Lincoln Preparatory School


THE APRIL DUNN ACT

The April Dunn Act (formerly Act 833) provides alternative pathways for grade promotion and graduation for students with disabilities who have not passed standardized tests. It allows the IEP team to decide on an individual set of performance criteria for a student to meet graduation requirements.

It can allow some students who struggle with state assessments to meet the graduation requirements with their own criteria instead of having to pass the LEAP 2025 assessments. A student can qualify for this in 9th grade, depending on their LEAP scores from 6th, 7th and 8th grades.

Who Is Eligible for April Dunn
Any student with a disability, as defined in R.S. 17:1942(B), except those identified as gifted and talented, and who has no other exceptionality, will be examined by the IEP team for eligibility for the April Dunn Act.

The IEP team will determine April Dunn Act eligibility when a student:
      • Enters high school without achieving (does not pass) the state-established benchmarks on the LEAP 2025 state assessment for two of the three most recent school years (6th, 7th, and 8th grades), or
      • Does not achieve (does not pass) the state-established benchmarks after two attempts of the same LEAP 2025 high school assessment. (IEP teams will use this criterion for determining eligibility once the student has taken at least one high school state assessment).
Which Students are NOT Eligible
        • students with disabilities who have met requirements on standardized tests, or for promotion and/or graduation, will not be provided an alternative pathway to be promoted to the next grade or graduate
        • students seeking an alternative education, i.e., the HISET program
        • those students deemed Gifted and Talented
The Eligibility Process

The April Dunn Act states that within 30 days of an eligible student entering a course, the IEP team must establish individual performance criteria, or IEP goals and objectives, for the course. Individual performance criteria cannot be established past this deadline.

        • Within 30 days of the student entering the grade level or course, the IEP team establishes minimum performance requirements relevant to promotion or graduation requirement.
        • Performance requirements established by the IEP team include, but are not limited to, what a student must score on a standardized assessment or end of course test.
        • The IEP team may set performance criteria for a course base on Alternative Pathway Performance Based Assessments (APPBA), including any applicable End-of-Course tests (content teacher will be involved in this discussion).
        • Student fully participates in the course, is given access to all course content, and takes any applicable EOC tests.
        • Teacher of record determines whether to award course credit.
        • Include alternative requirements in IEPs of eligible students
How Parents Can Help Their Student Succeed

As a parent of a child with a disability, there are actions that can be taken to ensure the child is examined for eligibility for the April Dunn Act, and the IEP team applies the provisions of the Act in a timely manner—while upholding rigorous and high expectations.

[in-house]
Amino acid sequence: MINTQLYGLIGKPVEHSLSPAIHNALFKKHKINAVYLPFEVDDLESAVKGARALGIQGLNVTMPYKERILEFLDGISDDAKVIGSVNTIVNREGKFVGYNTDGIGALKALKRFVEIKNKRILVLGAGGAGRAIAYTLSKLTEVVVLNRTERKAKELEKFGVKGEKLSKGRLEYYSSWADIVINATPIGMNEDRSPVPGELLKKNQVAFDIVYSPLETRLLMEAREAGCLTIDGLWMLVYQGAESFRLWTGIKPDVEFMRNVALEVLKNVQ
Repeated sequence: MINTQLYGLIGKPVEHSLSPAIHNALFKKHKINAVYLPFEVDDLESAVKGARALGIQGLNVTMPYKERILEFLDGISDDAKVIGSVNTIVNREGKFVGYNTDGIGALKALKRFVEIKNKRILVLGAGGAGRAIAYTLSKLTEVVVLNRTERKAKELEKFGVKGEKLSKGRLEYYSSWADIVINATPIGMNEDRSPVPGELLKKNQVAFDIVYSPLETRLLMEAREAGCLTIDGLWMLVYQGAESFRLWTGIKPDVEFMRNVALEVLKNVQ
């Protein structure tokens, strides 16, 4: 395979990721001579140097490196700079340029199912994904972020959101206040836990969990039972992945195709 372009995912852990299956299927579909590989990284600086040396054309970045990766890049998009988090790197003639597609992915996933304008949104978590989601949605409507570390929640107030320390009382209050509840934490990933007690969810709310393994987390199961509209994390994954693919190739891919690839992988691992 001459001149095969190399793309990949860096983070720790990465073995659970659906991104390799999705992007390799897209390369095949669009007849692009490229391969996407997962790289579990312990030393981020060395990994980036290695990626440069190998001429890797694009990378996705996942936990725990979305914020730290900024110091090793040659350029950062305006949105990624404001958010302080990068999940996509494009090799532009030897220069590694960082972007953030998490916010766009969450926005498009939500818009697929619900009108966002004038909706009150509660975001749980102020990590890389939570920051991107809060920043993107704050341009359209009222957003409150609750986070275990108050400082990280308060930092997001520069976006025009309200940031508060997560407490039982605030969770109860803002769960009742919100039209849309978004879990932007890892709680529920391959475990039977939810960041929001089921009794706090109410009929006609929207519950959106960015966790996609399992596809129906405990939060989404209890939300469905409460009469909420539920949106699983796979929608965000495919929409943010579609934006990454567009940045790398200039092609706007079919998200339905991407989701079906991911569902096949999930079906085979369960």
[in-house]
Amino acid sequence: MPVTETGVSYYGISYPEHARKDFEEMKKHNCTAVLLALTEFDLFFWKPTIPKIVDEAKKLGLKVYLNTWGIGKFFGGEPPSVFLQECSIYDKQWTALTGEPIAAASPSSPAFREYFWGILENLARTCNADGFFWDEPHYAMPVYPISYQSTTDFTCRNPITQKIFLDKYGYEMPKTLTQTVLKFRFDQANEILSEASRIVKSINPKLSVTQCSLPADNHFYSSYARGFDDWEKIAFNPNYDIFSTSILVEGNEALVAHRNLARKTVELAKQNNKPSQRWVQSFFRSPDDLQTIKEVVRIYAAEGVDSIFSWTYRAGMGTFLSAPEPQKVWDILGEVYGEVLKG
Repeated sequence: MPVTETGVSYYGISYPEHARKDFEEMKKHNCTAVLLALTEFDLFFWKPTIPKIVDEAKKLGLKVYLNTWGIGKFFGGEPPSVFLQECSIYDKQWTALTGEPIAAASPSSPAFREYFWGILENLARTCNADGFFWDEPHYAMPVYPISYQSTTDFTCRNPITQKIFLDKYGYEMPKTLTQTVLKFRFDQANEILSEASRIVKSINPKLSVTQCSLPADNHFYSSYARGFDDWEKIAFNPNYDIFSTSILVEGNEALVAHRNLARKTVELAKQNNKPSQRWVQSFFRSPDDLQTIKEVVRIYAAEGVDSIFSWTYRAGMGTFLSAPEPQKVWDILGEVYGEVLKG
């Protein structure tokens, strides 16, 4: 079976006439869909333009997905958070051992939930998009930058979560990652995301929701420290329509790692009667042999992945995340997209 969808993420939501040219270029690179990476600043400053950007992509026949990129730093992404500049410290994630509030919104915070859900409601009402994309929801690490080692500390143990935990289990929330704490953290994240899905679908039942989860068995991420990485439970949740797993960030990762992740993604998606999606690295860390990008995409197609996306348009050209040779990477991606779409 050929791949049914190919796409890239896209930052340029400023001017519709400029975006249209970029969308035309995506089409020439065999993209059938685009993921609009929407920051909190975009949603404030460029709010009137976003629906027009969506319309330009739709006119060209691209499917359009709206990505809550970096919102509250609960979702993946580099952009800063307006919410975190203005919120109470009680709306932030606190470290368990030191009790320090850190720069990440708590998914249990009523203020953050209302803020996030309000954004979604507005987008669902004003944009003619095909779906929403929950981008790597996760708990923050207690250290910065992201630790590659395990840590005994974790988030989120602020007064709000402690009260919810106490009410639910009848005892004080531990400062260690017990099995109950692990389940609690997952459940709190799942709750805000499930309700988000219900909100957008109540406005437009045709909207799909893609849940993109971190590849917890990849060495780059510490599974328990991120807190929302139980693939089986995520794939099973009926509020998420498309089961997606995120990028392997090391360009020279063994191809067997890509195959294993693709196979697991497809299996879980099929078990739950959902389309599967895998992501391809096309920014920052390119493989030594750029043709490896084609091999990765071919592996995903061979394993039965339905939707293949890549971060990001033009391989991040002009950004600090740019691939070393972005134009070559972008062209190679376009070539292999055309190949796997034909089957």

• Know when your child will/should be examined for eligibility for the April Dunn Act. Your child should be examined:
              • Upon entering the 9th grade, and 
              • In high school, after taking any LEAP 2025 state assessment.
        • Be prepared to discuss your child’s eligibility for the April Dunn Act when they are entering the 9th grade. If your child is not eligible upon entering high school, be prepared to reexamine eligibility each time your child takes a high school state assessment. (If your child’s IEP team does not discuss the April Dunn Act, please ask about the law and when your child will be examined for eligibility).
        • Know your child’s assessment scores. The IEP team uses this criteria for determining eligibility once your child has taken at least one high school state assessment. Your child meets eligibility for the April Dunn Act when they:
              • Enter high school without achieving the state-established benchmarks on the LEAP 2025 state assessment for two of the three most recent school years, or
              • Do not achieve the state-established benchmarks after two attempts of the same LEAP 2025 high school assessment.
              • Knowing the scores your child makes on a LEAP 2025 state assessment beginning in the 6th grade will be useful information to bring to an IEP meeting for discussing eligibility for the April Dunn Act.
        • Know when the April Dunn Act must be applied to your child’s courses. The law requires April Dunn Act to be applied to a course “within the first 30 days of a student entering the course”.
        • Review the individual performance criteria to ensure they maintain the rigor and high expectations required of any other student. The April Dunn Act does not give the IEP team the authority to compromise the standards or requirements of any course. The IEP team is expected to develop goals and objective that:
              • Address the entire course,
              • Maintain the rigor and expectations of academic achievement, and
              • Do not compromise the standards of the course.

For more information regarding the April Dunn Act, contact:

Fanese Cowan

Pupil Appraisal Coordinator/Compliance

fcowan@lincolnprep.school

¬©Grambling High Foundation, Inc.  P.O. Box 16, Grambling, LA 71245.  Grambling High Foundation, Inc. is a Louisiana-based 501(c)3 non-profit organization.

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